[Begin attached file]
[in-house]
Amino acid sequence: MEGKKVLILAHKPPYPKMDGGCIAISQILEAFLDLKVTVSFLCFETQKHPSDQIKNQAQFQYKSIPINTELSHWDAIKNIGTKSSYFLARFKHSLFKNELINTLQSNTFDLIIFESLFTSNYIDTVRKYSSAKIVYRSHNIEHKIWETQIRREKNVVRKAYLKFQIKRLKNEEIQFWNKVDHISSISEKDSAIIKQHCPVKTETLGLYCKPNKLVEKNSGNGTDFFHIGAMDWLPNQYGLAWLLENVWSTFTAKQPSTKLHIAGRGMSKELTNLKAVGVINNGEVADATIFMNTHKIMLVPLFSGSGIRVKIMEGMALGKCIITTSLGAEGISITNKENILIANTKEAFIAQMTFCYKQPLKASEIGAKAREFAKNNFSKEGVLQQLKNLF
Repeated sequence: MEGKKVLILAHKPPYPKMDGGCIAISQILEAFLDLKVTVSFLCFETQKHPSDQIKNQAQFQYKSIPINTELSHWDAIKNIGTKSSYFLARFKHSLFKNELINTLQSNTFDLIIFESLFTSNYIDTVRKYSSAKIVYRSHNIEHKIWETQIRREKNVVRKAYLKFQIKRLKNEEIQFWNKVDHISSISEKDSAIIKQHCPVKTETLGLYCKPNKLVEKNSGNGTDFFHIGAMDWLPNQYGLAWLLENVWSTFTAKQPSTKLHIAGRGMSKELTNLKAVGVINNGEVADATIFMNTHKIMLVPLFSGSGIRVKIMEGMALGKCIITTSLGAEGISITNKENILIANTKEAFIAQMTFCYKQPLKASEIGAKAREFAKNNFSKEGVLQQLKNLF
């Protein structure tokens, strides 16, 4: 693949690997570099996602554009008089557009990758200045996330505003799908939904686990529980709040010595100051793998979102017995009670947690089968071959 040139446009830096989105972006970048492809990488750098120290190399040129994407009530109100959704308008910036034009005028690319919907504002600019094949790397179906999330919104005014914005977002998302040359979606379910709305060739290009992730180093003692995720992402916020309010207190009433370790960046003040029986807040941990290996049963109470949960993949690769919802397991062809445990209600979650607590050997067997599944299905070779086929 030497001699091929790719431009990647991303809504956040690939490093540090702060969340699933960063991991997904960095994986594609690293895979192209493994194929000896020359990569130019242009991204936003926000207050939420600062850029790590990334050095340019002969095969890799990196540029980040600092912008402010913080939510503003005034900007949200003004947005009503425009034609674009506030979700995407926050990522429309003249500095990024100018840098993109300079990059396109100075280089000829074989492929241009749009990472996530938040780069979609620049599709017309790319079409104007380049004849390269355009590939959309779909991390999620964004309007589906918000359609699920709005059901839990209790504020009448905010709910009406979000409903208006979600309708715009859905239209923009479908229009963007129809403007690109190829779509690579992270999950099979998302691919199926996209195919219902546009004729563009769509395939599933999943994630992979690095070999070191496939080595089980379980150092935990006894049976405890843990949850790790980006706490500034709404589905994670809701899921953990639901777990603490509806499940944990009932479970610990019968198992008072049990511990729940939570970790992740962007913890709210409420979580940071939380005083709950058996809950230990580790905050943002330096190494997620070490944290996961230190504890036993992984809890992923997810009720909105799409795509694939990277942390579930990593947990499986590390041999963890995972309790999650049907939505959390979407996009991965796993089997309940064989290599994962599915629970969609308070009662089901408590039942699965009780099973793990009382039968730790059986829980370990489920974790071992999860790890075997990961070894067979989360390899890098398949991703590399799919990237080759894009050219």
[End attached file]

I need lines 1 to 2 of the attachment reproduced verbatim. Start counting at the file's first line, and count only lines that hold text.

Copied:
[in-house]
Amino acid sequence: MEGKKVLILAHKPPYPKMDGGCIAISQILEAFLDLKVTVSFLCFETQKHPSDQIKNQAQFQYKSIPINTELSHWDAIKNIGTKSSYFLARFKHSLFKNELINTLQSNTFDLIIFESLFTSNYIDTVRKYSSAKIVYRSHNIEHKIWETQIRREKNVVRKAYLKFQIKRLKNEEIQFWNKVDHISSISEKDSAIIKQHCPVKTETLGLYCKPNKLVEKNSGNGTDFFHIGAMDWLPNQYGLAWLLENVWSTFTAKQPSTKLHIAGRGMSKELTNLKAVGVINNGEVADATIFMNTHKIMLVPLFSGSGIRVKIMEGMALGKCIITTSLGAEGISITNKENILIANTKEAFIAQMTFCYKQPLKASEIGAKAREFAKNNFSKEGVLQQLKNLF